Lesson 5 - The Family (Part 1)

In this lesson we will be learning some Arabana words to talk about family.

There are lots of words for family in Arabana, so in this lesson we will learn only some of them. More words for family will be learnt in future lessons. At the end of the lesson we will use these new words in sentences and practice talking about ourselves and our families.

Words for family

Arabana
English
Parents
lhuka
mother
apityi
father
Children
wardu
child
wiya
boy
kuya
girl
Siblings
nhuthi
brother
nhuthi-kali
older brother
kaku
sister
kaku-kali
older sister
kupaka
younger brother/younger sister
upatya
younger brother/younger sister/younger cousin
Grandparents
thanthi
grandfather (mother's father)
kadnhini
grandmother (mother's mother)
kadnhini
grandfather (father's father)
amanya
grandmother (father's mother)

NOTE: Grandmother may also be called pilya or pilya-pilya by her grandsons.

Uncle and Aunt
kakaka
mother's brother
ngiya
father's brother
ngawilyi
father's sister

NOTE: Ngawilyi can be pronounced as ngawilya by some speakers of Arabana.

Other family
nhupa
husband/wife
nhupa-mara
married couple
mita-mita
boyfriend/girlfriend

Talking about yourself and your family

If you want to let people know that you are an Arabana person, you can say the following.

Antha nharla Arabana.
I'm an Arabana person.

Here are some words that you can use when introducing yourself.

nharla
man/person
udlyurla
woman
wiya
boy
kuya
girl

NOTE: Udlyurla can also be said as ulyurla.

Some practice sentences

You can practice using words for your family at home. Here is a sentence to get someone to come quickly.

Kakuai is kaku ‘sister’ said with an excited tone. Kalka means ‘quickly’, anari means ‘this way’, and yuka means ‘come’ (yuka can also mean ‘go’ in other sentences).

Kakuai! Kalka anari yuka!
Sister! Come here quick!

This sentence can be said to introduce someone.

Anthunha means ‘my’ as in ‘my girlfriend’ and –nha is used at the end of ‘Julia’ to show that it is a name.

Mita-mita anthunha Julia-nha.
My girlfriend’s name is Julia.

These two questions could be used when you are at a family gathering and want to know who people are and how they are related.

Wara means ‘who’, awarda means ‘there’ and ankunha means ‘your’.

Wara-nha ankunha kaku?
Who is your sister?
Wara awarda?
Who is that?

Here is one way to answer the question above.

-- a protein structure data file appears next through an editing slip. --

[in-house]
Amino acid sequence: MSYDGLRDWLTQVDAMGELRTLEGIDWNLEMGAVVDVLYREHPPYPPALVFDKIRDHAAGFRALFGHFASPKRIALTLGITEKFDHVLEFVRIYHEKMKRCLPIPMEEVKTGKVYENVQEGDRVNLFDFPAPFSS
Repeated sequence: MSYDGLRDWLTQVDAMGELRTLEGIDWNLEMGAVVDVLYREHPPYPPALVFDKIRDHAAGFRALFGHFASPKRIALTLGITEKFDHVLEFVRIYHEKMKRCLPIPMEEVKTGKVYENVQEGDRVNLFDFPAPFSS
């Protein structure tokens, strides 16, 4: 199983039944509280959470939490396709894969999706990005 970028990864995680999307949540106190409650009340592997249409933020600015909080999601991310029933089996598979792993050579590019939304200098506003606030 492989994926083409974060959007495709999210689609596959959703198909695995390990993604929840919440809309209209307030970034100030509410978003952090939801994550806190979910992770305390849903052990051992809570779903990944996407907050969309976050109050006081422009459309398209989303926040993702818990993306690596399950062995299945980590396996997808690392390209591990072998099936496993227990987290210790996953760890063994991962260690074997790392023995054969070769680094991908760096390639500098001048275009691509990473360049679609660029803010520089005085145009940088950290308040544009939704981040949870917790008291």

Anthunha means ‘my’ and awarda means ‘there’.

Kadnhini anthunha awarda.
That there is my grandmother.

Arabana numbers

When talking about your family, you might like to mention how many family members you have. Here are the numbers in Arabana.

nguyu
one
parkulu
two
kulpari
three
nhuka
many (more than three)

Here is how you would tell someone how many younger siblings you have.

kupaka nguyu
one younger sibling
kupaka parkulu
two younger siblings
kupaka kulpari
three younger siblings

This sentence can be said by an adult to mean that they have a lot of children, grandchildren and other family.

Antha means 'I', wardu means ‘children’, nhuka means ‘many’ and –purru means ‘have’.

Antha wardu nhuka-purru.
I have a big family (with many children).

The following conversation might occur when you are talking with someone about a relative.

Ankunha means ‘your’. Parra-parra means ‘tall’. Anthunha means ‘my’, piri-piri means ‘short’. Arayi means ‘yes’, padni means ‘no’.

Apityi ankunha parra-parra?
Is your father tall?
Arayi, apityi anthunha parra-parra.
Yes, my father is tall.
Padni, apityi anthunha piri-piri.
No, my father is short.

Describing sentences

Here is a sentence to describe a family member’s appearance.

Anthunha means ‘my’ as in ‘my child’. Wiri means ‘hair’, –arla means ‘really, very’, miltyaardi means ‘eyes’.

Wardu anthunha wiri waka-arla, miltyaardi ngadlyuru.
My child has really black hair and green eyes.

Here are the Arabana colours. See if you can use these when describing yourself and your family members.

waka
black
warru
white
ngadlyuru
green
miraka
red
mathu
yellow
arkapa
brown

Here are a couple of ways to say ‘deadly’ in Arabana. Try to use these words as part of your conversation about family.

This word is used when someone has done something really well.

Ukarai!
Deadly!

This word is used when someone is looking really great (maybe they have new clothes or a nice haircut).

Karlti-karlti!
Deadly!

Once you have finished this lesson, write a few short sentences about yourself and your family based on these examples.